Activity Variation: Students who struggle to identify and sketch landmarks could be assisted to get started with an enabling prompt of a pre-prepared hand drawn mud map that students then label and/or add extra landmarks to. Student learning could be extended by being prompted to identify and represent landmarks from different perspectives such as a topographical view or to represent a landmark from an Indigenous perspective.
In the next lesson students participate in activities which help build conceptual understanding of direction. Verdie et.al (2014), explains that we can improve effectiveness of spatial instruction by exposing children to spatial language. The purpsose of setting homework in the first lesson is to encourage students to inquire about the world around them. Using the information gained from students own research, students will be directed through activities that help students understand the usefulness of that knowledge. The interactive activities and debrief are included to provide students with an opportunity to freely explore and help them reflect on the concept of direction enabling them to integrate new knowledge into their existing understanding.
Activity Variation: students with physical disabilities could be included in the physical activity by directing students through the obstacle using their voice.
Students who are struggling to give or follow directions in the partner activity could be enabled by being provided with a shorter route to give directions for or to follow.
Students could be extended by giving/following directions for alternative routes for their location.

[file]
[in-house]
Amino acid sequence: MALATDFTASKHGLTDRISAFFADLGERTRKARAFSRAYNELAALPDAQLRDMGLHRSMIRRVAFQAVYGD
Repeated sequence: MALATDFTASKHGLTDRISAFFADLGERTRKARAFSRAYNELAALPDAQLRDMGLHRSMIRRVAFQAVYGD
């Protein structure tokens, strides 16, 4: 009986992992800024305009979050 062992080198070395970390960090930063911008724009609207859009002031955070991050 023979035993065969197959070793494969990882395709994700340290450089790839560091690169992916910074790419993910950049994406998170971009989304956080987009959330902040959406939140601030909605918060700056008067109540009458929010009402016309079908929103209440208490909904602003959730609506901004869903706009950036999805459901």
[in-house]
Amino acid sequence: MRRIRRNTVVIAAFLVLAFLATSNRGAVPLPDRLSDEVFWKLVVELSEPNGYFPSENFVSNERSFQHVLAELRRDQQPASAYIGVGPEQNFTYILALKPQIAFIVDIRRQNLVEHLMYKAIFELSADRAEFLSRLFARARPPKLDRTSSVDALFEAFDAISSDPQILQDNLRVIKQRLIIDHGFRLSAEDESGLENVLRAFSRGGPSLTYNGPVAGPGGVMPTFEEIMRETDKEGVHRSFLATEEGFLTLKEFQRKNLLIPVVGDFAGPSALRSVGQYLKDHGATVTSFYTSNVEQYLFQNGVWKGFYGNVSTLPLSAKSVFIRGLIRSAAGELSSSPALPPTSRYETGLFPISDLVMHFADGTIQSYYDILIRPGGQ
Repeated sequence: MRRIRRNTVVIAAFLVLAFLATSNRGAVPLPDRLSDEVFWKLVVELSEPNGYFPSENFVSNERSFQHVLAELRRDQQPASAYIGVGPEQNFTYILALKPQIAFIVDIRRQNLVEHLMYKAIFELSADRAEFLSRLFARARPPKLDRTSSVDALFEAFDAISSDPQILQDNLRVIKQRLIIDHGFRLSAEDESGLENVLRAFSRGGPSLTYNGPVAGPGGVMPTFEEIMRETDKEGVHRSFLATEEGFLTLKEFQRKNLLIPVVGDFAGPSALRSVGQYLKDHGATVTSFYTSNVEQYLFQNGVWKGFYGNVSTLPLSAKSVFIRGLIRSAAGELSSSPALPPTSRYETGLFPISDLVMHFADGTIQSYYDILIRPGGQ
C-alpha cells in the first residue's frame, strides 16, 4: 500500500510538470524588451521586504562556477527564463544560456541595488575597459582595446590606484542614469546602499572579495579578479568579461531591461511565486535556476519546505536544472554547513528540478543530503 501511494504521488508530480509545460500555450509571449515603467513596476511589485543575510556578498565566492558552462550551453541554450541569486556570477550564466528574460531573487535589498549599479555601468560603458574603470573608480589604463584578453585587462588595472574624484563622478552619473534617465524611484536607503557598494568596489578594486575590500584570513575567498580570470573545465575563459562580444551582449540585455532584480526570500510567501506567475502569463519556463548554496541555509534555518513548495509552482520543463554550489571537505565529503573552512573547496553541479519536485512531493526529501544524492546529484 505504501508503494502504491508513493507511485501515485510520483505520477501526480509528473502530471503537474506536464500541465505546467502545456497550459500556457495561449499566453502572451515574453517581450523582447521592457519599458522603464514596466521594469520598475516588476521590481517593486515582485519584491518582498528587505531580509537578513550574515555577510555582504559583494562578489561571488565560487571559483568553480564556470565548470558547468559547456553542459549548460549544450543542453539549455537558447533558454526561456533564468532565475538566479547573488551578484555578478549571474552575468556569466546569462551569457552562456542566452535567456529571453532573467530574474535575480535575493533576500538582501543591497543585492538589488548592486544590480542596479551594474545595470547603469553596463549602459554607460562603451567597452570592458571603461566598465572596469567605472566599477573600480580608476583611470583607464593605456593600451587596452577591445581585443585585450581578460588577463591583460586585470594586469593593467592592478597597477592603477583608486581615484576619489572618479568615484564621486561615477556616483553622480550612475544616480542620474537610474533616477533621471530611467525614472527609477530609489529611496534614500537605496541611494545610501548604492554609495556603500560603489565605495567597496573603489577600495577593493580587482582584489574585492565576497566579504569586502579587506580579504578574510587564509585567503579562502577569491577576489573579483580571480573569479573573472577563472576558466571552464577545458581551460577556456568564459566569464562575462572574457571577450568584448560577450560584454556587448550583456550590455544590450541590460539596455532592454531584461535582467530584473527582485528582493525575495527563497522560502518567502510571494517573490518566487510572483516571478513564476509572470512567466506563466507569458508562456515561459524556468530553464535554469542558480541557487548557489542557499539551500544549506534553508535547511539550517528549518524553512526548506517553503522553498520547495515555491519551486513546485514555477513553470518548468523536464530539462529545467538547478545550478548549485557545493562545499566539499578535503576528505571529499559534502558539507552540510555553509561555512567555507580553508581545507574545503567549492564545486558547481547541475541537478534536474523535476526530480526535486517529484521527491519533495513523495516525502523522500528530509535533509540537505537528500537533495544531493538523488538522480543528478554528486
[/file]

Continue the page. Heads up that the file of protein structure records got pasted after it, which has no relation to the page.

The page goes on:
Implications for learning: It is important for the teacher to partner students to ensure partnerships are mixed ability and mixed gender this will ensure knowledge is spread amongst the class not just confined to a few students and also ensures female students have the same access to spatial activities as male students.
The co-ordinate activities help build students understanding of the representation of numbers as co-ordinates.The open-endness of the introductory activity helps students develop an appreciation of the usefulness of the co-ordinate system. The discussion at the end of the lesson is included to help students augment student understanding and faciltate the progression of their understanding from level 2 descriptive/ analytical to level 3 abstract/relational.
Activity Variation: students who are struggling to find a way to describe location on the map could be enabled by imaging themselves on the map and describing what they would see around them, what landmarks , streets etc. If students still struggle they could be enabled by physically placing themself somewhere in the room and describe their location by what they are near. When using co-ordinates students could be enabled by first using letter/number combinations then advancing to smaller digit combinations and finally 6 digit grid references.
This activity could be extended by pre preparing another map and proposing a scenario such as this map got wet on a hike through the bush, some of the grid references and landmarks are missing can you fill in the missing grid references and use the guiding notes to plot these landmarks.
The final activity focuses on integration. At this stage students draw on knowlege gained from previous activities in order to complete the webquest.
Activity Variation: Students who are unable to get started even with the help of the group may be enabled to begin by focusing on one or fewer of the criteria to begin with such as identifying a landmark on a map.
This task could be extended with prompts such as making a wet weather, dry weather tour, plotting accomodation grid references to show where to pick up and drop off tourists.